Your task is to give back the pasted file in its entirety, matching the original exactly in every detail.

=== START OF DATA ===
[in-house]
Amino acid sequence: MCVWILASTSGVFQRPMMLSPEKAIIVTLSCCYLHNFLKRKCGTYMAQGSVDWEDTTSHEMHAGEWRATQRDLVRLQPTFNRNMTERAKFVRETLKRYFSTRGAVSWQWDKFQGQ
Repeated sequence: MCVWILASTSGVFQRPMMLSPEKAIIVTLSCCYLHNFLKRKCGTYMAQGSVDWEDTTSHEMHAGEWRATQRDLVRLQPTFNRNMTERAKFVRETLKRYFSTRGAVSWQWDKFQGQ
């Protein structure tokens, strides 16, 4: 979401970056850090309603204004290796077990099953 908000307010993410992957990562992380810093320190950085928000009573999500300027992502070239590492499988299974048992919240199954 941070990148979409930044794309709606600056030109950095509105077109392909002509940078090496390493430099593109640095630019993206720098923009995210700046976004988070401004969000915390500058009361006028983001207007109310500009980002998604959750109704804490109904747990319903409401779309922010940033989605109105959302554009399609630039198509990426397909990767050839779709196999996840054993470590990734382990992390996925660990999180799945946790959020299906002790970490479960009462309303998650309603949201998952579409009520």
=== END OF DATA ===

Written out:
[in-house]
Amino acid sequence: MCVWILASTSGVFQRPMMLSPEKAIIVTLSCCYLHNFLKRKCGTYMAQGSVDWEDTTSHEMHAGEWRATQRDLVRLQPTFNRNMTERAKFVRETLKRYFSTRGAVSWQWDKFQGQ
Repeated sequence: MCVWILASTSGVFQRPMMLSPEKAIIVTLSCCYLHNFLKRKCGTYMAQGSVDWEDTTSHEMHAGEWRATQRDLVRLQPTFNRNMTERAKFVRETLKRYFSTRGAVSWQWDKFQGQ
């Protein structure tokens, strides 16, 4: 979401970056850090309603204004290796077990099953 908000307010993410992957990562992380810093320190950085928000009573999500300027992502070239590492499988299974048992919240199954 941070990148979409930044794309709606600056030109950095509105077109392909002509940078090496390493430099593109640095630019993206720098923009995210700046976004988070401004969000915390500058009361006028983001207007109310500009980002998604959750109704804490109904747990319903409401779309922010940033989605109105959302554009399609630039198509990426397909990767050839779709196999996840054993470590990734382990992390996925660990999180799945946790959020299906002790970490479960009462309303998650309603949201998952579409009520």